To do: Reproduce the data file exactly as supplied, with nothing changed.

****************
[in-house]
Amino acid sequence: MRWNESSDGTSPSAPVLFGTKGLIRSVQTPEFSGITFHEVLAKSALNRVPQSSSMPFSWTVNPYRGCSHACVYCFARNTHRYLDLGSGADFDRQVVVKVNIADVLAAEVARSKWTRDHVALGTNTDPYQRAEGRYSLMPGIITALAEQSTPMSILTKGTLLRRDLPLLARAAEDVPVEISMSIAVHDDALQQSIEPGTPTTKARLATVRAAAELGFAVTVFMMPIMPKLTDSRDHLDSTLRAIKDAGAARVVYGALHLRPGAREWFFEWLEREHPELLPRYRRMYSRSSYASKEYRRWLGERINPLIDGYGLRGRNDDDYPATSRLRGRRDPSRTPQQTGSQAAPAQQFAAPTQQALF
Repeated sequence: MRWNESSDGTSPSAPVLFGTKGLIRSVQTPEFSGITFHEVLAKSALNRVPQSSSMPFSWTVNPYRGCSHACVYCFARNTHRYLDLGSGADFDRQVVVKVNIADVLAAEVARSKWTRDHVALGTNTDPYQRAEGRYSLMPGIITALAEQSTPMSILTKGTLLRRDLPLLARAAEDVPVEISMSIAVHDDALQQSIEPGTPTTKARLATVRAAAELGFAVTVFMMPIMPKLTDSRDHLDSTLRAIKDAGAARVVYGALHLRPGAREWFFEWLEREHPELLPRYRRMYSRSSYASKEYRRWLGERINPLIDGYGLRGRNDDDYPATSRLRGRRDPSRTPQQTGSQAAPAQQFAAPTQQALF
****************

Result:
[in-house]
Amino acid sequence: MRWNESSDGTSPSAPVLFGTKGLIRSVQTPEFSGITFHEVLAKSALNRVPQSSSMPFSWTVNPYRGCSHACVYCFARNTHRYLDLGSGADFDRQVVVKVNIADVLAAEVARSKWTRDHVALGTNTDPYQRAEGRYSLMPGIITALAEQSTPMSILTKGTLLRRDLPLLARAAEDVPVEISMSIAVHDDALQQSIEPGTPTTKARLATVRAAAELGFAVTVFMMPIMPKLTDSRDHLDSTLRAIKDAGAARVVYGALHLRPGAREWFFEWLEREHPELLPRYRRMYSRSSYASKEYRRWLGERINPLIDGYGLRGRNDDDYPATSRLRGRRDPSRTPQQTGSQAAPAQQFAAPTQQALF
Repeated sequence: MRWNESSDGTSPSAPVLFGTKGLIRSVQTPEFSGITFHEVLAKSALNRVPQSSSMPFSWTVNPYRGCSHACVYCFARNTHRYLDLGSGADFDRQVVVKVNIADVLAAEVARSKWTRDHVALGTNTDPYQRAEGRYSLMPGIITALAEQSTPMSILTKGTLLRRDLPLLARAAEDVPVEISMSIAVHDDALQQSIEPGTPTTKARLATVRAAAELGFAVTVFMMPIMPKLTDSRDHLDSTLRAIKDAGAARVVYGALHLRPGAREWFFEWLEREHPELLPRYRRMYSRSSYASKEYRRWLGERINPLIDGYGLRGRNDDDYPATSRLRGRRDPSRTPQQTGSQAAPAQQFAAPTQQALF